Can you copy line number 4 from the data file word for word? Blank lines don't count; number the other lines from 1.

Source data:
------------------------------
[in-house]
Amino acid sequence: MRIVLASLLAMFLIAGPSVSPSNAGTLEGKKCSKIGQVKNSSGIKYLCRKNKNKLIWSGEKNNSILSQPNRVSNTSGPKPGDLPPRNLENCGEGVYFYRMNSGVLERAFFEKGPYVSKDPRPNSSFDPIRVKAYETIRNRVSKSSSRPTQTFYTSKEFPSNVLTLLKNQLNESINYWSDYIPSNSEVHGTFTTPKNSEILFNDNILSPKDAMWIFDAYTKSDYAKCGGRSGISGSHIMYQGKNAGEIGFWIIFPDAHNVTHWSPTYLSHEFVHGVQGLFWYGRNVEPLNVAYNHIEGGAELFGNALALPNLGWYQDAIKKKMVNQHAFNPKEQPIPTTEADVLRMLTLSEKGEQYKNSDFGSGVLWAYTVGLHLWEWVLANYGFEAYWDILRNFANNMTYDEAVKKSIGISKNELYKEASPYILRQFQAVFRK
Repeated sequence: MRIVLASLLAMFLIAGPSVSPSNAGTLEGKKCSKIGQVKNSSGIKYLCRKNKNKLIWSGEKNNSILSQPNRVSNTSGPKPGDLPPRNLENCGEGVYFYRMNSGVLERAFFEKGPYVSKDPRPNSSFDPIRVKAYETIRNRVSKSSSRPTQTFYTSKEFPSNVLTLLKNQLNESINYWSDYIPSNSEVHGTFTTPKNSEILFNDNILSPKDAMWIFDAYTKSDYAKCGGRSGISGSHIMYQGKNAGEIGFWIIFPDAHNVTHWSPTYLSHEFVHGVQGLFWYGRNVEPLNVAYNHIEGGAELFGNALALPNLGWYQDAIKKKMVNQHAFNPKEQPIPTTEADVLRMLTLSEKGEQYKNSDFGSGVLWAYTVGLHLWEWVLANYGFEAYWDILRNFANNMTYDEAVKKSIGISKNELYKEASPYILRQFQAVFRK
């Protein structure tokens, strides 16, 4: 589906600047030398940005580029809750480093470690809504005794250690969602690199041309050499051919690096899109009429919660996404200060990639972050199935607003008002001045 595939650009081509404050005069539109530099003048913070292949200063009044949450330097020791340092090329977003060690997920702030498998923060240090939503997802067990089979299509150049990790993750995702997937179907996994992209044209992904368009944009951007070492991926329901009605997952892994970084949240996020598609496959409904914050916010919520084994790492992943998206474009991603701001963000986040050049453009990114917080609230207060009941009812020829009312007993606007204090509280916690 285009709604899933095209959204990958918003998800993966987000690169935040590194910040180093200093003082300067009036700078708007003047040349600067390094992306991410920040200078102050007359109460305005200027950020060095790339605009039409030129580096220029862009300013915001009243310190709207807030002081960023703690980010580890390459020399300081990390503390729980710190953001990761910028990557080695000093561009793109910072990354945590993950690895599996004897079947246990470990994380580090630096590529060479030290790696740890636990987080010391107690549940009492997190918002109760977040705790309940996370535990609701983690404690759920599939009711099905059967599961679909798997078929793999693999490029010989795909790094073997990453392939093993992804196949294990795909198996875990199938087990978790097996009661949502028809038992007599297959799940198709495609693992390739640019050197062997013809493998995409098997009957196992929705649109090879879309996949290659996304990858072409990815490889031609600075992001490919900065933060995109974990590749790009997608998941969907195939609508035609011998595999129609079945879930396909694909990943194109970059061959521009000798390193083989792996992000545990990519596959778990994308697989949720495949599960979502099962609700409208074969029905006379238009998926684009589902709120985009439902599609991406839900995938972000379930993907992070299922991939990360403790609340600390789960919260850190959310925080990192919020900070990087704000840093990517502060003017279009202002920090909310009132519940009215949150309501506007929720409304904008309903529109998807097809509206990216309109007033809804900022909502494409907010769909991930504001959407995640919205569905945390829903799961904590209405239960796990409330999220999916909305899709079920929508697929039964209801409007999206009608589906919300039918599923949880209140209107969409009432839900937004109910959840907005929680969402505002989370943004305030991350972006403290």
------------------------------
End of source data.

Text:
């Protein structure tokens, strides 16, 4: 589906600047030398940005580029809750480093470690809504005794250690969602690199041309050499051919690096899109009429919660996404200060990639972050199935607003008002001045 595939650009081509404050005069539109530099003048913070292949200063009044949450330097020791340092090329977003060690997920702030498998923060240090939503997802067990089979299509150049990790993750995702997937179907996994992209044209992904368009944009951007070492991926329901009605997952892994970084949240996020598609496959409904914050916010919520084994790492992943998206474009991603701001963000986040050049453009990114917080609230207060009941009812020829009312007993606007204090509280916690 285009709604899933095209959204990958918003998800993966987000690169935040590194910040180093200093003082300067009036700078708007003047040349600067390094992306991410920040200078102050007359109460305005200027950020060095790339605009039409030129580096220029862009300013915001009243310190709207807030002081960023703690980010580890390459020399300081990390503390729980710190953001990761910028990557080695000093561009793109910072990354945590993950690895599996004897079947246990470990994380580090630096590529060479030290790696740890636990987080010391107690549940009492997190918002109760977040705790309940996370535990609701983690404690759920599939009711099905059967599961679909798997078929793999693999490029010989795909790094073997990453392939093993992804196949294990795909198996875990199938087990978790097996009661949502028809038992007599297959799940198709495609693992390739640019050197062997013809493998995409098997009957196992929705649109090879879309996949290659996304990858072409990815490889031609600075992001490919900065933060995109974990590749790009997608998941969907195939609508035609011998595999129609079945879930396909694909990943194109970059061959521009000798390193083989792996992000545990990519596959778990994308697989949720495949599960979502099962609700409208074969029905006379238009998926684009589902709120985009439902599609991406839900995938972000379930993907992070299922991939990360403790609340600390789960919260850190959310925080990192919020900070990087704000840093990517502060003017279009202002920090909310009132519940009215949150309501506007929720409304904008309903529109998807097809509206990216309109007033809804900022909502494409907010769909991930504001959407995640919205569905945390829903799961904590209405239960796990409330999220999916909305899709079920929508697929039964209801409007999206009608589906919300039918599923949880209140209107969409009432839900937004109910959840907005929680969402505002989370943004305030991350972006403290």